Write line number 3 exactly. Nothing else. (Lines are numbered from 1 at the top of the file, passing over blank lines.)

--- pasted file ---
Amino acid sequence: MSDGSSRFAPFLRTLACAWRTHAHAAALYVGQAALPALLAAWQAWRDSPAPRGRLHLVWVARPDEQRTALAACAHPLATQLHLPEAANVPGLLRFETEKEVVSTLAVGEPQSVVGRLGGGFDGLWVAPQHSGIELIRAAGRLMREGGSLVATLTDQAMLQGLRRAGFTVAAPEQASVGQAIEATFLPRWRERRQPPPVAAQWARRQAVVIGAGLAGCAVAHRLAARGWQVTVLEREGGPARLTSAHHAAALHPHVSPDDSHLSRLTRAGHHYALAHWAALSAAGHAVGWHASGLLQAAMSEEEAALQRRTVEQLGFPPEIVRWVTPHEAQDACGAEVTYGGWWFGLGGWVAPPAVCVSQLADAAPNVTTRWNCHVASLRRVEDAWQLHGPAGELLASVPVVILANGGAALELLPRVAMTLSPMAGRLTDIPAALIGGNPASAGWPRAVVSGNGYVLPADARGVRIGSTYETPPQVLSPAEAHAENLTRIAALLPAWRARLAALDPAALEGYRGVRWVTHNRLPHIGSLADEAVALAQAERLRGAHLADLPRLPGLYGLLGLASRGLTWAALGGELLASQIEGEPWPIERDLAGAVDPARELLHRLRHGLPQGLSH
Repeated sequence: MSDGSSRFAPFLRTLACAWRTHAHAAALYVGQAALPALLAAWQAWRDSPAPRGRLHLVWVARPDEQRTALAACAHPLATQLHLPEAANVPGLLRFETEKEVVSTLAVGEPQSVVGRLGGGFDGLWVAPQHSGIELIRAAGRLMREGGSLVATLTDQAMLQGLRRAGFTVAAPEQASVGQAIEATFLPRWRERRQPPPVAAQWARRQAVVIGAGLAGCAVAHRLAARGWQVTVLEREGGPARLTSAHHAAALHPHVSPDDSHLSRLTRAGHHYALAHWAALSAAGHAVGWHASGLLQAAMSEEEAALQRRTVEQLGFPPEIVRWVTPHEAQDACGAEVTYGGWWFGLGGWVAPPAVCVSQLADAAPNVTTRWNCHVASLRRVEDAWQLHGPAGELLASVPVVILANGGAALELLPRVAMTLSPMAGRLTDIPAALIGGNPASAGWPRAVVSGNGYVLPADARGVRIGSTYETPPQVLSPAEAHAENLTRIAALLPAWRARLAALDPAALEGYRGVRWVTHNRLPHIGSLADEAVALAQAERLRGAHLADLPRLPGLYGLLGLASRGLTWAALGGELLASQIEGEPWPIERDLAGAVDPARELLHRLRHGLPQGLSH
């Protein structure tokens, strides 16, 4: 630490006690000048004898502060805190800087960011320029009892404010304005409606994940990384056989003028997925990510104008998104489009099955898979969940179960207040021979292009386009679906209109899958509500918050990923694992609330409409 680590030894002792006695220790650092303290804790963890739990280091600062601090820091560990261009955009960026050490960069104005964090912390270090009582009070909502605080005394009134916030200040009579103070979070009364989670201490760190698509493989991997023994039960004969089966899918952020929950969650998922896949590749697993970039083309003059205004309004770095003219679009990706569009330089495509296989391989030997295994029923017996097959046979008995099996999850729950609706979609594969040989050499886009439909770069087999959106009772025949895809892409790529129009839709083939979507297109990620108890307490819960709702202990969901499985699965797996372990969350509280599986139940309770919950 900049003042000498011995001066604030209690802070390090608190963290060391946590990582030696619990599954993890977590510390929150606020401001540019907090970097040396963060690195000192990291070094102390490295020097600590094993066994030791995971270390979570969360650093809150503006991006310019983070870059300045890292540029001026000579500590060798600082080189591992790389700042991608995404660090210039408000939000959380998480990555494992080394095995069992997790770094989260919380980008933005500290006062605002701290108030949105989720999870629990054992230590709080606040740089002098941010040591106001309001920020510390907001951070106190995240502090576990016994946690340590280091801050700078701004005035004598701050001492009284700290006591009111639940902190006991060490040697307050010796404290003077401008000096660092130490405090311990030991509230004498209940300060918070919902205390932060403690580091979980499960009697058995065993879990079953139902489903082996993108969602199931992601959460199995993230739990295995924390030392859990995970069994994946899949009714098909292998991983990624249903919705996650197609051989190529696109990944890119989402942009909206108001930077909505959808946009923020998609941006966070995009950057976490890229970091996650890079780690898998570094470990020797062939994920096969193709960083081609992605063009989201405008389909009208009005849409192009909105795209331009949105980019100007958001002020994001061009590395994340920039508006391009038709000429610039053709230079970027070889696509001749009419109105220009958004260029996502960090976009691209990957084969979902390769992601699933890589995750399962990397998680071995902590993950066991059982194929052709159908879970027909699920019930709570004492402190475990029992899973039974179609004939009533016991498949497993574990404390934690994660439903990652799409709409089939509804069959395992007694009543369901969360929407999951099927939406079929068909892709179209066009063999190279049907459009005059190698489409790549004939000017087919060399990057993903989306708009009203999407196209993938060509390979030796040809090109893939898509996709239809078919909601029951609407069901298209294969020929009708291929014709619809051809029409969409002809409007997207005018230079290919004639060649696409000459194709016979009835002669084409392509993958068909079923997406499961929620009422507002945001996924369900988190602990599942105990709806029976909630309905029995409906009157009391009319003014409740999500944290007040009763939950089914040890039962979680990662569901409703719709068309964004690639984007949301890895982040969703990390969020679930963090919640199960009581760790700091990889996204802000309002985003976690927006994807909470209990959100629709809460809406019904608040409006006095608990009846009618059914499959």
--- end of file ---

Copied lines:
């Protein structure tokens, strides 16, 4: 630490006690000048004898502060805190800087960011320029009892404010304005409606994940990384056989003028997925990510104008998104489009099955898979969940179960207040021979292009386009679906209109899958509500918050990923694992609330409409 680590030894002792006695220790650092303290804790963890739990280091600062601090820091560990261009955009960026050490960069104005964090912390270090009582009070909502605080005394009134916030200040009579103070979070009364989670201490760190698509493989991997023994039960004969089966899918952020929950969650998922896949590749697993970039083309003059205004309004770095003219679009990706569009330089495509296989391989030997295994029923017996097959046979008995099996999850729950609706979609594969040989050499886009439909770069087999959106009772025949895809892409790529129009839709083939979507297109990620108890307490819960709702202990969901499985699965797996372990969350509280599986139940309770919950 900049003042000498011995001066604030209690802070390090608190963290060391946590990582030696619990599954993890977590510390929150606020401001540019907090970097040396963060690195000192990291070094102390490295020097600590094993066994030791995971270390979570969360650093809150503006991006310019983070870059300045890292540029001026000579500590060798600082080189591992790389700042991608995404660090210039408000939000959380998480990555494992080394095995069992997790770094989260919380980008933005500290006062605002701290108030949105989720999870629990054992230590709080606040740089002098941010040591106001309001920020510390907001951070106190995240502090576990016994946690340590280091801050700078701004005035004598701050001492009284700290006591009111639940902190006991060490040697307050010796404290003077401008000096660092130490405090311990030991509230004498209940300060918070919902205390932060403690580091979980499960009697058995065993879990079953139902489903082996993108969602199931992601959460199995993230739990295995924390030392859990995970069994994946899949009714098909292998991983990624249903919705996650197609051989190529696109990944890119989402942009909206108001930077909505959808946009923020998609941006966070995009950057976490890229970091996650890079780690898998570094470990020797062939994920096969193709960083081609992605063009989201405008389909009208009005849409192009909105795209331009949105980019100007958001002020994001061009590395994340920039508006391009038709000429610039053709230079970027070889696509001749009419109105220009958004260029996502960090976009691209990957084969979902390769992601699933890589995750399962990397998680071995902590993950066991059982194929052709159908879970027909699920019930709570004492402190475990029992899973039974179609004939009533016991498949497993574990404390934690994660439903990652799409709409089939509804069959395992007694009543369901969360929407999951099927939406079929068909892709179209066009063999190279049907459009005059190698489409790549004939000017087919060399990057993903989306708009009203999407196209993938060509390979030796040809090109893939898509996709239809078919909601029951609407069901298209294969020929009708291929014709619809051809029409969409002809409007997207005018230079290919004639060649696409000459194709016979009835002669084409392509993958068909079923997406499961929620009422507002945001996924369900988190602990599942105990709806029976909630309905029995409906009157009391009319003014409740999500944290007040009763939950089914040890039962979680990662569901409703719709068309964004690639984007949301890895982040969703990390969020679930963090919640199960009581760790700091990889996204802000309002985003976690927006994807909470209990959100629709809460809406019904608040409006006095608990009846009618059914499959």